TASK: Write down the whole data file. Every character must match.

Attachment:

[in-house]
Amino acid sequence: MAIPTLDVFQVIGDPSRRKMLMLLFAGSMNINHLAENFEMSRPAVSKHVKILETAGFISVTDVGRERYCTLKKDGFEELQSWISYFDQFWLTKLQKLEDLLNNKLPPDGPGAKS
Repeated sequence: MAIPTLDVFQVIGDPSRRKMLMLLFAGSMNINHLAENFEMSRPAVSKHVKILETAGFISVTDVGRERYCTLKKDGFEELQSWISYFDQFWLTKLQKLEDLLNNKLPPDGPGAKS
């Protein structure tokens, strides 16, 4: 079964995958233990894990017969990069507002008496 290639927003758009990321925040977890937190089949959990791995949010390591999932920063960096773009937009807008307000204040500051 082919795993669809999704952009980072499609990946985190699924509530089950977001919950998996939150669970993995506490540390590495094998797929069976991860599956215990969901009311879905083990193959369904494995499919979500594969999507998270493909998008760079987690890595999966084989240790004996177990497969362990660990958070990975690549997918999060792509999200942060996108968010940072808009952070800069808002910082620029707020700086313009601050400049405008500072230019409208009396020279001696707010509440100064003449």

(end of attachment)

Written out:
[in-house]
Amino acid sequence: MAIPTLDVFQVIGDPSRRKMLMLLFAGSMNINHLAENFEMSRPAVSKHVKILETAGFISVTDVGRERYCTLKKDGFEELQSWISYFDQFWLTKLQKLEDLLNNKLPPDGPGAKS
Repeated sequence: MAIPTLDVFQVIGDPSRRKMLMLLFAGSMNINHLAENFEMSRPAVSKHVKILETAGFISVTDVGRERYCTLKKDGFEELQSWISYFDQFWLTKLQKLEDLLNNKLPPDGPGAKS
């Protein structure tokens, strides 16, 4: 079964995958233990894990017969990069507002008496 290639927003758009990321925040977890937190089949959990791995949010390591999932920063960096773009937009807008307000204040500051 082919795993669809999704952009980072499609990946985190699924509530089950977001919950998996939150669970993995506490540390590495094998797929069976991860599956215990969901009311879905083990193959369904494995499919979500594969999507998270493909998008760079987690890595999966084989240790004996177990497969362990660990958070990975690549997918999060792509999200942060996108968010940072808009952070800069808002910082620029707020700086313009601050400049405008500072230019409208009396020279001696707010509440100064003449």